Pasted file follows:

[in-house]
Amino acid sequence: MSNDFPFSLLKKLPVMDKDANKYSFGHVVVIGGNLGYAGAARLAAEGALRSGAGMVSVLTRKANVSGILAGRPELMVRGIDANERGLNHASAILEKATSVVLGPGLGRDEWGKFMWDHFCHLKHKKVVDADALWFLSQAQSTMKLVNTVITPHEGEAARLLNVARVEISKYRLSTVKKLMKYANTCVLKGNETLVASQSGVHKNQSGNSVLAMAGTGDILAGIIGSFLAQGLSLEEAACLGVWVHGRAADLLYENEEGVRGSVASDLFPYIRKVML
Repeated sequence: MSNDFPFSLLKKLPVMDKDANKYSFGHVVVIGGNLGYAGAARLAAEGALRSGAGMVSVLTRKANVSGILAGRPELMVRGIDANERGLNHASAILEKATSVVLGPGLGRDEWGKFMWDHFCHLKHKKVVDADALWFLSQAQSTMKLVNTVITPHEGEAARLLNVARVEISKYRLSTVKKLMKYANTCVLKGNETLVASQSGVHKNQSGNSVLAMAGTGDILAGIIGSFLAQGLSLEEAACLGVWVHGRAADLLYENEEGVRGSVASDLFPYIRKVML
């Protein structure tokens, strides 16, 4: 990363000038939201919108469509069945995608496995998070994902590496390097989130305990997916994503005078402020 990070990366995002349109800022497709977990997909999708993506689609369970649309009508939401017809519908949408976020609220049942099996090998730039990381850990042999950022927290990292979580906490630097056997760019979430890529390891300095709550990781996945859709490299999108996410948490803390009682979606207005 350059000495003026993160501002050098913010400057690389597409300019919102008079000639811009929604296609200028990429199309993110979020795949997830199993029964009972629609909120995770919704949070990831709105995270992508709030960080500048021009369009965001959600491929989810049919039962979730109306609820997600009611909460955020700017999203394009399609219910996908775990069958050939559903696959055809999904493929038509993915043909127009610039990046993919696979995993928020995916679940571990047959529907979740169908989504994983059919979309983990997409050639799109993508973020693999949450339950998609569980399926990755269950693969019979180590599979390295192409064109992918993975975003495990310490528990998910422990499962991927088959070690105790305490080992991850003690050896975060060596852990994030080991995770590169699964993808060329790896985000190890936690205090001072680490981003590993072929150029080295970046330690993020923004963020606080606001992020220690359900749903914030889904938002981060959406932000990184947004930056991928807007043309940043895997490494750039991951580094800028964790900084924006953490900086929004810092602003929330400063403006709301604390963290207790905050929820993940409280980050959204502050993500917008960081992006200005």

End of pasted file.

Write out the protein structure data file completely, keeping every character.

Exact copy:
[in-house]
Amino acid sequence: MSNDFPFSLLKKLPVMDKDANKYSFGHVVVIGGNLGYAGAARLAAEGALRSGAGMVSVLTRKANVSGILAGRPELMVRGIDANERGLNHASAILEKATSVVLGPGLGRDEWGKFMWDHFCHLKHKKVVDADALWFLSQAQSTMKLVNTVITPHEGEAARLLNVARVEISKYRLSTVKKLMKYANTCVLKGNETLVASQSGVHKNQSGNSVLAMAGTGDILAGIIGSFLAQGLSLEEAACLGVWVHGRAADLLYENEEGVRGSVASDLFPYIRKVML
Repeated sequence: MSNDFPFSLLKKLPVMDKDANKYSFGHVVVIGGNLGYAGAARLAAEGALRSGAGMVSVLTRKANVSGILAGRPELMVRGIDANERGLNHASAILEKATSVVLGPGLGRDEWGKFMWDHFCHLKHKKVVDADALWFLSQAQSTMKLVNTVITPHEGEAARLLNVARVEISKYRLSTVKKLMKYANTCVLKGNETLVASQSGVHKNQSGNSVLAMAGTGDILAGIIGSFLAQGLSLEEAACLGVWVHGRAADLLYENEEGVRGSVASDLFPYIRKVML
């Protein structure tokens, strides 16, 4: 990363000038939201919108469509069945995608496995998070994902590496390097989130305990997916994503005078402020 990070990366995002349109800022497709977990997909999708993506689609369970649309009508939401017809519908949408976020609220049942099996090998730039990381850990042999950022927290990292979580906490630097056997760019979430890529390891300095709550990781996945859709490299999108996410948490803390009682979606207005 350059000495003026993160501002050098913010400057690389597409300019919102008079000639811009929604296609200028990429199309993110979020795949997830199993029964009972629609909120995770919704949070990831709105995270992508709030960080500048021009369009965001959600491929989810049919039962979730109306609820997600009611909460955020700017999203394009399609219910996908775990069958050939559903696959055809999904493929038509993915043909127009610039990046993919696979995993928020995916679940571990047959529907979740169908989504994983059919979309983990997409050639799109993508973020693999949450339950998609569980399926990755269950693969019979180590599979390295192409064109992918993975975003495990310490528990998910422990499962991927088959070690105790305490080992991850003690050896975060060596852990994030080991995770590169699964993808060329790896985000190890936690205090001072680490981003590993072929150029080295970046330690993020923004963020606080606001992020220690359900749903914030889904938002981060959406932000990184947004930056991928807007043309940043895997490494750039991951580094800028964790900084924006953490900086929004810092602003929330400063403006709301604390963290207790905050929820993940409280980050959204502050993500917008960081992006200005």